Project of the Year

Musée du Louvre-Lens 

Lens, France

SANAA architects (Architecture), Japan,

STUDIO ADRIEN GARDÈRE (Museography), Paris, France,

mosbach paysagistes (Landscape Design), Paris, France,


Client: Région Nord-Pas de Calais, Lille, France



Photos: Hisao Suzuki, Philippe Chancel



Aerial view of the Louvre Lens


Photo: Ivan Baan



Jury verdict:
The new Louvre offshoot in Lens in France offers a new interpretation of the idea of the museum. The architects masterminding it have come up with a building that offers a spectacular spatial experience while likewise encouraging dialog between the visitors and the exhibits in a very special way. The Jury unanimously agreed to reward this outstanding design achievement by awarding it the special prize for Project of the Year.



Presentation of the project by SANAA architects
“In keeping with a desire to maintain the openness of the site and to reduce the ascendancy of this large project, the building was broken down into several spaces. Through their size and layout, which follow the gradual changes in terrain elevation, the buildings achieve balance with the scale of the site and the shape of the paths, landscape features evoking its mining history.
In order to visually and physically open up the site, the main glassed area features a hollow in the core of the building. This delicate glass box serves as an entry hall to the museum and is a genuine public space for the city of Lens. The project avoids the strict, rectilinear shapes that would have conflicted with the subtle character of the site, as well as free shapes that would have been overly restrictive from the perspective of the museum’s internal operations. The spaces are contained by a façade of anodized, polished aluminium that reverts to a blurred and fuzzy image of the site’s contours, reflections that change as one strolls by depending on the landscaping and available light. The main exhibition buildings flank the entry hall, the Grande Galerie on one side and the temporary exhibition hall on the other. The entrance hall leads to a lower level that contains storage space and artwork restoration areas. The museum thus opens its rear areas to the public.”
Kazuyo Sejima und Ryue Nishizawa


Adrien Gardère’s approach to museum exhibition design
“The interior layout of the Galerie du Temps, the backbone of the Musée du Louvre-Lens, designed by the STUDIO ADRIEN GARDÈRE, breaks with the canons of traditional museum exhibition design.
The STUDIO ADRIEN GARDÈRE chose to remove any partition and keep all internal walls free in order to heighten the perception of the building exceptional scale (125 m long and 25 m wide); place the artworks at the very heart of the architecture; and give shape to the scientific project which lays down a chronological route through 5,000 years of art history. A bold and innovative aim for a spectacular exhibition space (a 3,200 sqm single open space), born of the desire to provide visitors with a unique overview of Art history, and prolonged by the decision, made in conjunction with SANAA, to clad all internal walls with anodized aluminium in which museum furnishing, artifacts and visitors are slightly reflected creating an almost ethereal aesthetic.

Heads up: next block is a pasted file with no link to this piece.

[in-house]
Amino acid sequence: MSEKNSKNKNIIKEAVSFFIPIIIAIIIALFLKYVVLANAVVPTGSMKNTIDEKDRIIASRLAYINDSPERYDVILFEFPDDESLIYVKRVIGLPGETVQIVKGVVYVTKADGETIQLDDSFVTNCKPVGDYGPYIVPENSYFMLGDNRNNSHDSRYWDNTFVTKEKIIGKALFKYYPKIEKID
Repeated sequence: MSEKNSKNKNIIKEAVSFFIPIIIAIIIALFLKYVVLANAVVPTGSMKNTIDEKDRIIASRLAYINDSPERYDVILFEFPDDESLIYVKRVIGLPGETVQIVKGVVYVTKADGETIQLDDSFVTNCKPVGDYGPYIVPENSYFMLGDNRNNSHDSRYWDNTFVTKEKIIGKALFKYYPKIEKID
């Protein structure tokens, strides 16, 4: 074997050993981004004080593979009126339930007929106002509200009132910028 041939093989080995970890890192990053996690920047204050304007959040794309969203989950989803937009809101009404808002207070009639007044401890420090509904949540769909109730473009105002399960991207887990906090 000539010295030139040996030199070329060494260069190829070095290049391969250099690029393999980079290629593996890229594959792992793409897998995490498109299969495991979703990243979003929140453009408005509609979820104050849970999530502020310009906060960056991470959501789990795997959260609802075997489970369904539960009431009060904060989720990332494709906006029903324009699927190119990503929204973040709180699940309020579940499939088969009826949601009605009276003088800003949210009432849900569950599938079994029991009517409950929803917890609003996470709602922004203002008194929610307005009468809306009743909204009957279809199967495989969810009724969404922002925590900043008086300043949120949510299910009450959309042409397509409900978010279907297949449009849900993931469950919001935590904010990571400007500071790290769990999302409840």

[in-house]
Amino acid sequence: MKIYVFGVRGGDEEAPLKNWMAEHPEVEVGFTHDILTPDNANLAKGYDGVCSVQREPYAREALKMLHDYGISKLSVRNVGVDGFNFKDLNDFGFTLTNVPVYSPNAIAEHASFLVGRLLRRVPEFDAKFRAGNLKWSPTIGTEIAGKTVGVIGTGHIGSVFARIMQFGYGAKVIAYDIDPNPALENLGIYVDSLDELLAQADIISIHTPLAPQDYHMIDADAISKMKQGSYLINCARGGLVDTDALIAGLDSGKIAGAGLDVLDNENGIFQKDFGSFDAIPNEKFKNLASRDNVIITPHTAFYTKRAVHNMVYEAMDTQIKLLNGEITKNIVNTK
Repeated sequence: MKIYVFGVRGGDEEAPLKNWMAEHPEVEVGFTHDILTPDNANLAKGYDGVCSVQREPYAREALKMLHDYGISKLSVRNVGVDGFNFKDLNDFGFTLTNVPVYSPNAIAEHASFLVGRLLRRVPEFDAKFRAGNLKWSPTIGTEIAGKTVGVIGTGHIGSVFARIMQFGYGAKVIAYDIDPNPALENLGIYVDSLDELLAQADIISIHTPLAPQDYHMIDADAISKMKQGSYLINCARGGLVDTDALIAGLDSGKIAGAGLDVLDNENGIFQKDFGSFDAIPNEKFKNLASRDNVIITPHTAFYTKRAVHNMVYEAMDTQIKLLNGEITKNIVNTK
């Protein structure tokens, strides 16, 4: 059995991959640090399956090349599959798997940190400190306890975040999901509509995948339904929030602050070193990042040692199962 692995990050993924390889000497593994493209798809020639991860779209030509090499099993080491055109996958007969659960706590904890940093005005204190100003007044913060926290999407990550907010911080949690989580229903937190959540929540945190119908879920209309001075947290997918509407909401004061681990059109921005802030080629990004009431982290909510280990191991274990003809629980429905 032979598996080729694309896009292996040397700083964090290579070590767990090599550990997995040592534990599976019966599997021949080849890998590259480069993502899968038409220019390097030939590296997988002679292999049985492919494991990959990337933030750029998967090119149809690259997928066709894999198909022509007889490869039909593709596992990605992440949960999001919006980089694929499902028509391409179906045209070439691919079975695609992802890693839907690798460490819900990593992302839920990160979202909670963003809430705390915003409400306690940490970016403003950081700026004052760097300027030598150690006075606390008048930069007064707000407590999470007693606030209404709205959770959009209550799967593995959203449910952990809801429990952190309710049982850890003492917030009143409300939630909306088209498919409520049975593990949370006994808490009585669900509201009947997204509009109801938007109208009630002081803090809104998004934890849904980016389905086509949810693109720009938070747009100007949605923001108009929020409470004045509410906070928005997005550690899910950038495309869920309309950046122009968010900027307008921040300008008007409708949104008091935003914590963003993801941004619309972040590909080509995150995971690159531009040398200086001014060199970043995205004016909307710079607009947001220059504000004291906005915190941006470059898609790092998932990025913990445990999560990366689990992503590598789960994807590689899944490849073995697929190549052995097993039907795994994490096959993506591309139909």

The museum furnishings, consisting of a series of platforms, cases and plinths of radical geometry and design, are arranged and imbricated with such precision to create the various routes along which the visitors are invited to wander. Design, lighting, layout, circulation: everything has been designed to highlight the artworks and grant the visitor the freedom and pleasure of establishing a dialogue between them, an infinite conversation that is endlessly reinvented by his own movement.”
Adrien Gardère


Presentation of the project by Mosbach Paysagistes 

At four cardinal points the terrain is joined to the territories on several kilometers by what remains of the ‘cavaliers’ rider seams: network of raised roads/excavated earth for the transport of coals materials.

Mosbach restores the disturbed link between skin (recording surface) and depth (resource of yesterday and tomorrow). The park -link between the territory and museum- opens the door to future ages by introducing the arts as mediators of all the ages and as bridges to new mentalities.

She outline the challenges of a programmatic content (triggers of active memory), the space strategy of a cultural facility (park-museum) and potential landscape events (extended Louvre park).

The park energizes the suspension of air between shadow and light, between the curves of edges and the emptiness of clearings. It combines by subtraction, form and movement, matter and time, visitor and garden in accordance with a choreography on the scale of the intermittent or permanent migrations over the area. Visitors spread out over the short grass in the corners of the land folds. According to the situation and the viewing angle, each real body can be in turn artist, work of art, spectator and actor.

text by: Catherine Mosbach